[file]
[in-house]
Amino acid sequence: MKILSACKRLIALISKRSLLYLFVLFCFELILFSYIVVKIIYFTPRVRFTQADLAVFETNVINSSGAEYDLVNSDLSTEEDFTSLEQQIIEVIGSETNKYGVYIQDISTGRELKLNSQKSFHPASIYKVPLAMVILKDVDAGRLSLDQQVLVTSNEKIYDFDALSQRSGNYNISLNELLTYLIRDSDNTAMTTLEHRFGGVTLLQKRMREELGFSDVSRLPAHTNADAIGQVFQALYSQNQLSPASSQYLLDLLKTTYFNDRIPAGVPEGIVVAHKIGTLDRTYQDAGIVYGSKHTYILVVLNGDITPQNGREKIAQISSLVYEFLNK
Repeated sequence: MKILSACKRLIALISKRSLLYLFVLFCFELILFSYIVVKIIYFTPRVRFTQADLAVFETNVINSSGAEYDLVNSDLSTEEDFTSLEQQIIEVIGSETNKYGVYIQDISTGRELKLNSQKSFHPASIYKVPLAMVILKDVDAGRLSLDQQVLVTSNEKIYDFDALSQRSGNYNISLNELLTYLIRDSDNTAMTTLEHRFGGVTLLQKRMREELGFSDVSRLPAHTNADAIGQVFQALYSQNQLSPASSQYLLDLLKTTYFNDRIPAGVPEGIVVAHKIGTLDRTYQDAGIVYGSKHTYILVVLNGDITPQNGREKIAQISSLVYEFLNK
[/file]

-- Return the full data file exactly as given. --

[in-house]
Amino acid sequence: MKILSACKRLIALISKRSLLYLFVLFCFELILFSYIVVKIIYFTPRVRFTQADLAVFETNVINSSGAEYDLVNSDLSTEEDFTSLEQQIIEVIGSETNKYGVYIQDISTGRELKLNSQKSFHPASIYKVPLAMVILKDVDAGRLSLDQQVLVTSNEKIYDFDALSQRSGNYNISLNELLTYLIRDSDNTAMTTLEHRFGGVTLLQKRMREELGFSDVSRLPAHTNADAIGQVFQALYSQNQLSPASSQYLLDLLKTTYFNDRIPAGVPEGIVVAHKIGTLDRTYQDAGIVYGSKHTYILVVLNGDITPQNGREKIAQISSLVYEFLNK
Repeated sequence: MKILSACKRLIALISKRSLLYLFVLFCFELILFSYIVVKIIYFTPRVRFTQADLAVFETNVINSSGAEYDLVNSDLSTEEDFTSLEQQIIEVIGSETNKYGVYIQDISTGRELKLNSQKSFHPASIYKVPLAMVILKDVDAGRLSLDQQVLVTSNEKIYDFDALSQRSGNYNISLNELLTYLIRDSDNTAMTTLEHRFGGVTLLQKRMREELGFSDVSRLPAHTNADAIGQVFQALYSQNQLSPASSQYLLDLLKTTYFNDRIPAGVPEGIVVAHKIGTLDRTYQDAGIVYGSKHTYILVVLNGDITPQNGREKIAQISSLVYEFLNK